This medication is safer than steroids when used to treat chronic grass allergies in dogs. However, it may take weeks to improve symptoms, so it may not be the best choice for dealing with flare-ups. It’s available in both generic and branded forms, in capsules or liquid medication. Common side effects include digestive upset, vomiting, diarrhea, and loss of appetite.

Atopica for dog allergies
Cyclavance for dog allergies

Immunotherapy

Allergy shots or sublingual drops containing the specific allergens a dog is allergic to can help to desensitize the immune system to grass allergies over time. This tends to be effective in about 50 to 75 percent of dogs but can take up to 1 year to be effective (1).

Cytopoint (lokivetmab)

This is an injection containing antibodies that neutralize the compounds that trigger itchy skin in dogs with grass allergies. One injection relieves symptoms of itch for 4 to 8 weeks, but the shots can be pretty pricey.

Apoquel (oclacitinib)

Apoquel has proven to be a game-changer for treating grass allergies in dogs. It targets the specific immune factors involved in the allergic reaction, offering rapid relief from itching and inflammation without the potential for long-term side effects associated with steroids.

It is much more effective than antihistamines, as histamine only plays a small role in dog allergy symptoms. Apoquel can start relieving allergy symptoms in as few as 2 hours, and it can be stopped and started as needed to relieve allergy symptoms. 

Studies support that long-term use of Apoquel in dogs is safe (5). It tends to be well-tolerated by most dogs, but may cause stomach upset on rare occasions.

Dog Grass Allergies Home Remedies

If you’re wondering whether human medications, like Benadryl or Claritin, could help tame your pet’s grass allergy itch, the answer is: not likely. These common over-the-counter solutions are antihistamines, which don’t tend to be effective for allergies in dogs. According to one study, they performed no better than a placebo pill (6). 

Also, remember it’s never a good idea to give your dog human medications without consulting your vet first. While some may be effective, it is very important to first consult with your veterinarian regarding dosing and the specific medications that are safe to use.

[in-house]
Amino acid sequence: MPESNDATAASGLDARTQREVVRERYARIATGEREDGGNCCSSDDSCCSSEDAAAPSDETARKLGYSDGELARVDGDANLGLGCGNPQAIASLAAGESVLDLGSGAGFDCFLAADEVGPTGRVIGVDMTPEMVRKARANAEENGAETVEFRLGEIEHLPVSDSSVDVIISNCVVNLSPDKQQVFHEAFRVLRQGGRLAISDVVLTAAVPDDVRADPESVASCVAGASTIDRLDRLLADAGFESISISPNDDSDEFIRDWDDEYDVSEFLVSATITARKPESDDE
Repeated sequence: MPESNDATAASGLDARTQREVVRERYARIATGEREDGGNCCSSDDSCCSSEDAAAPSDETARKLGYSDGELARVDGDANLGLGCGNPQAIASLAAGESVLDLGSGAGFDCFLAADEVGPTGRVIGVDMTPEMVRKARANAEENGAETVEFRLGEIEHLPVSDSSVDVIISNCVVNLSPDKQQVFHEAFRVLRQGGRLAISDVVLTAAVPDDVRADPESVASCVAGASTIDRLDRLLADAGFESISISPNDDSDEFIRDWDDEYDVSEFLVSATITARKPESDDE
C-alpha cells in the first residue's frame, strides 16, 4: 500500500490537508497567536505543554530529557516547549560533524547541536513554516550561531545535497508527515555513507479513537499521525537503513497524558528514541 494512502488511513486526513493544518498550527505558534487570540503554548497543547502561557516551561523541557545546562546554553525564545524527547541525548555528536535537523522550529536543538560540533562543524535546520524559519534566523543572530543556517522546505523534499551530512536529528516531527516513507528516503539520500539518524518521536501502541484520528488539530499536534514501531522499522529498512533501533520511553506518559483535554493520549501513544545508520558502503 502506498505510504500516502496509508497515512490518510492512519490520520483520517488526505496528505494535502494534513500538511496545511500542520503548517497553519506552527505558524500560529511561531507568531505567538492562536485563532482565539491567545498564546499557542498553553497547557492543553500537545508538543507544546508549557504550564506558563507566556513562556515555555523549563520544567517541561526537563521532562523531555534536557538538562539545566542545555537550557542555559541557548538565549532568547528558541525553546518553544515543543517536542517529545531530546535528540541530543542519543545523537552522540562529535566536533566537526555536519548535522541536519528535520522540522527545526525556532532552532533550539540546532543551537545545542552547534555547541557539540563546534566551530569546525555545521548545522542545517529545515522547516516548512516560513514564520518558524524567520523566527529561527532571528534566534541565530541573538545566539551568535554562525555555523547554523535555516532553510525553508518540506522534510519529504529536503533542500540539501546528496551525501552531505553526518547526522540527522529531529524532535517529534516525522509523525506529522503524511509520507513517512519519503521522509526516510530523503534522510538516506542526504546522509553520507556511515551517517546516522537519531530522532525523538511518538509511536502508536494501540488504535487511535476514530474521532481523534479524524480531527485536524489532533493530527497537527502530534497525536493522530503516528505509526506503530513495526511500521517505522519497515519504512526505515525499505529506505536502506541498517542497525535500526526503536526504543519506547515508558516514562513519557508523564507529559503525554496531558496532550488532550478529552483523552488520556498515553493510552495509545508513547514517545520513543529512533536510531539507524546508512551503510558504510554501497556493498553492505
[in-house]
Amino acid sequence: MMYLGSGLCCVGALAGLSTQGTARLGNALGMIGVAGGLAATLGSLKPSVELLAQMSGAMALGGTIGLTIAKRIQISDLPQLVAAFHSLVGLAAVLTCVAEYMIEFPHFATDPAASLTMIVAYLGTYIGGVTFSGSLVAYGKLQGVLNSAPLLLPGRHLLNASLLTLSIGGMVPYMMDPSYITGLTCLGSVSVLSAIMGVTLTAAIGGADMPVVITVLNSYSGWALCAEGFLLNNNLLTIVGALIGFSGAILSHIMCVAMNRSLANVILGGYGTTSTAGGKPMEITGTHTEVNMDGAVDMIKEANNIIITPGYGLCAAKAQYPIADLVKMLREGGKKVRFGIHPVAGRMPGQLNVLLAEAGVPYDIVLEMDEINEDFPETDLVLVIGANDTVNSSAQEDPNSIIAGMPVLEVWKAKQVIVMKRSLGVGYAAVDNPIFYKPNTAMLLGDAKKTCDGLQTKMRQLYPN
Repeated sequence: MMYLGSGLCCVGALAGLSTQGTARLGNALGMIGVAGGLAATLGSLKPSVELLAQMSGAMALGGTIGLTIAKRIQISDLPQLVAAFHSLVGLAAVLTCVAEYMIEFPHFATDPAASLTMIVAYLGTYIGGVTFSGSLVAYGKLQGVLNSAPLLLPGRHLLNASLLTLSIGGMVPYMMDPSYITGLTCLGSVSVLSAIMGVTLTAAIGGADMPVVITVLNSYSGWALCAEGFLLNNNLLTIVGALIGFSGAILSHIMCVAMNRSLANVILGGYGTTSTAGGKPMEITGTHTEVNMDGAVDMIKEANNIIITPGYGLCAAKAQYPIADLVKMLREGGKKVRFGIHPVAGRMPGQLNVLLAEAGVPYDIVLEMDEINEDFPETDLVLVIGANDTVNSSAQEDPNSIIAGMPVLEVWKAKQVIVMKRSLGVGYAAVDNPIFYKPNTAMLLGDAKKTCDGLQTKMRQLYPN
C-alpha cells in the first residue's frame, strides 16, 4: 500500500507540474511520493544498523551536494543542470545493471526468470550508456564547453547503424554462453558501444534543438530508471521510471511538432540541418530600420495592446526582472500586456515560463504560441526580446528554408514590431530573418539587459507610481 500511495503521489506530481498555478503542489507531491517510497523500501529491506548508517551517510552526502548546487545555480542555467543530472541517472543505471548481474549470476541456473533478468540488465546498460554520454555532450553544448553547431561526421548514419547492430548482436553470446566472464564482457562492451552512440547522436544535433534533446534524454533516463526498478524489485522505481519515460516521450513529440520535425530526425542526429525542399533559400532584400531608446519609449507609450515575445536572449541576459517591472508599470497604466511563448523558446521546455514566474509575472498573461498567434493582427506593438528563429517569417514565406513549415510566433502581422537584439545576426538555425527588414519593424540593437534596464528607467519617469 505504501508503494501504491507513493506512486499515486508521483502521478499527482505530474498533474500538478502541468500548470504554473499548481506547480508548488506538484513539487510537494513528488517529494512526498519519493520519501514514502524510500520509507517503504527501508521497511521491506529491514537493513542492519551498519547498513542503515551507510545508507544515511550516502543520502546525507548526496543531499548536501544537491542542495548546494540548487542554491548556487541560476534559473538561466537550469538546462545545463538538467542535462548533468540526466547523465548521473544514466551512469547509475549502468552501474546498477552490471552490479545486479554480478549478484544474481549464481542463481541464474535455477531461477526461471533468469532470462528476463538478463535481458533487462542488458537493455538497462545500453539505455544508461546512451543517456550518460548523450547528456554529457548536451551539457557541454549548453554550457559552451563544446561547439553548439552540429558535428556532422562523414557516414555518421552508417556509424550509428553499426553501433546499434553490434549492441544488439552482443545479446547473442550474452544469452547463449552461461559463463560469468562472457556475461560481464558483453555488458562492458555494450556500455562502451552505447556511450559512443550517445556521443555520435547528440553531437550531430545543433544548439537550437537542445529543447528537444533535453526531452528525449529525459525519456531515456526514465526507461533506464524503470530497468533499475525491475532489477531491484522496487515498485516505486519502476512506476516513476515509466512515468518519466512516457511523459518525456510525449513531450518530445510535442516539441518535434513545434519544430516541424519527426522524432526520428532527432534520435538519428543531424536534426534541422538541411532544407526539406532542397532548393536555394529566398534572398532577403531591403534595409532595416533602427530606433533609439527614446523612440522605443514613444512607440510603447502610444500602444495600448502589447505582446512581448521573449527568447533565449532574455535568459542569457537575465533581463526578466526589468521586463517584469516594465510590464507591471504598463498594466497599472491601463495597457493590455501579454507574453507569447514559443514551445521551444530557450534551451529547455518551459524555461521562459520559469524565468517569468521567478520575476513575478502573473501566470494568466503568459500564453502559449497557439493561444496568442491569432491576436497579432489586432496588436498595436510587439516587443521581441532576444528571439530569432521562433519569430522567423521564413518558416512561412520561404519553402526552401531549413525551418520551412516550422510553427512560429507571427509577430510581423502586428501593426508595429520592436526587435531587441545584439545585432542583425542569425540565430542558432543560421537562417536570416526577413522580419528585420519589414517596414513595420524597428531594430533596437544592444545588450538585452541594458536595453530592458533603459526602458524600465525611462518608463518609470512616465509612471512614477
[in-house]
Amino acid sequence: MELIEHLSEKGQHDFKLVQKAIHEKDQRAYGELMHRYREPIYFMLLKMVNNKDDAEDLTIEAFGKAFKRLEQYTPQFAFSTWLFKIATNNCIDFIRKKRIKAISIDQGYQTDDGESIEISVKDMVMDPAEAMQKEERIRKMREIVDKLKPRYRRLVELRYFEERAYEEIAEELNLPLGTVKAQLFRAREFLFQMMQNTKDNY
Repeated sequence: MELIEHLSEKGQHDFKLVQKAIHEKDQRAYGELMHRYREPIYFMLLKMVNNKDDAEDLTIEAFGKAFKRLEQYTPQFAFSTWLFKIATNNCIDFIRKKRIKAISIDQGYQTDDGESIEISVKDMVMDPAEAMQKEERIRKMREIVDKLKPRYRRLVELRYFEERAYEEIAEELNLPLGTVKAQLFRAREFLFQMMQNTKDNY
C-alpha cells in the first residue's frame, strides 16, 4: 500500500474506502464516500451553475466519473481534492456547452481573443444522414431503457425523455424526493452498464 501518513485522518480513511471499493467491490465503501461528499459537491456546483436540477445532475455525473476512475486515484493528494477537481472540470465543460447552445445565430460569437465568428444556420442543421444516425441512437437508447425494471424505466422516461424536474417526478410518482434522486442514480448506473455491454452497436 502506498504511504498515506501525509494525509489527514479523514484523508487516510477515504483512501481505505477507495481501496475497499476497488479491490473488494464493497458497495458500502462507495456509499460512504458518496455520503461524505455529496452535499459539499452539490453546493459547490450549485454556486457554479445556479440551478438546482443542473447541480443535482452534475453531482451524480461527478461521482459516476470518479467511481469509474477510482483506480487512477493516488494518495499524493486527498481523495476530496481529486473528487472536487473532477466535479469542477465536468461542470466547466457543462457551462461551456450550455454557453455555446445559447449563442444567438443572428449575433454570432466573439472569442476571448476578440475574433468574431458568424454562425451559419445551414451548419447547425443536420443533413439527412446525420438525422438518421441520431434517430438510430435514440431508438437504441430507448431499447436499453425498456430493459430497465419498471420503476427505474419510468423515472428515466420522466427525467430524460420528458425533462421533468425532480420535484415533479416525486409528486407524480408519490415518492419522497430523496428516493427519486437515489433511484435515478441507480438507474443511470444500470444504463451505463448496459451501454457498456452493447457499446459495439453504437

For mild grass allergy symptoms, a few home remedies can provide relief:

Soothing Baths

Washing your dog with hypoallergenic or medicated shampoo can soothe the skin and help remove allergens from the fur. Just remember that over-shampooing can irritate your dog’s skin even further. So limit baths to once or twice a week, tops. And use cool water, as hot water can make irritated skin even itchier.

Omega-3 Fatty Acids

These “good fats” help build immunity, improve skin health, and fight inflammation — three important benefits that can boost your dog’s defenses against grass allergies. Though these essential nutrients are found naturally in foods like fish and flaxseeds, most commercial dog foods don’t provide enough. So you may want to consider a dietary supplement to ensure your dog gets the full benefit omega-3 fatty acids have to offer.

Preventing Grass Allergy in Dogs

Preventing grass allergies involves minimizing your dog’s exposure to the allergen:

  • Avoidance: Keep your dog off freshly mown lawns and tall grasses, especially during peak pollen times. 
  • Paw and Body Wipes: Use hypoallergenic wipes to clean your dog after they’ve been outside to remove pollen and allergens.
  • Indoor Air Quality: Use air purifiers to reduce indoor pollen levels, which can help during the allergy season.

While grass allergies can be a challenge for dogs and their owners, understanding the symptoms, diagnoses, and treatments available can lead to effective management of the condition. 

If you work closely with your veterinarian, you can help ensure your dog enjoys the great outdoors without suffering from pesky allergy symptoms.

References:

  1. Gedon, Natalie Katharina Yvonne, and Ralf Steffen Mueller. “Atopic dermatitis in cats and dogs: a difficult disease for animals and owners.” Clinical and translational allergy vol. 8 41. 5 Oct. 2018, doi:10.1186/s13601-018-0228-5
  2. Mason, Kenneth, and Merja Ruutu. “Canine dermatitis on contacting grass leaf: A case series.” Veterinary dermatology vol. 34,2 (2023): 115-124. doi:10.1111/vde.13143
  3. Top 10 Pollen Causing Allergy Symptoms in Animals, Nextmune, 18, Feb 2021, 
  4. Gadeyne, Caroline et al. “Efficacy of oclacitinib (Apoquel®) compared with prednisolone for the control of pruritus and clinical signs associated with allergic dermatitis in client-owned dogs in Australia.” Veterinary dermatology vol. 25,6 (2014): 512-8, e86. doi:10.1111/vde.12166
  5. Marsella, Rosanna, et al. “Oclacitinib 10 years later: Lessons learned and directions for the future.” Journal of the American Veterinary Medical Association, vol. 261, no. S1, 25 Mar. 2023, pp. 1–12, doi.org/10.2460/javma.22.12.0570
  6. Hsiao, Yun-Hsia et al. “Effects of cetirizine in dogs with chronic atopic dermatitis: a randomized, double blind, placebo-controlled trial.” Journal of veterinary science vol. 17,4 (2016): 549-553. doi:10.4142/jvs.2016.17.4.549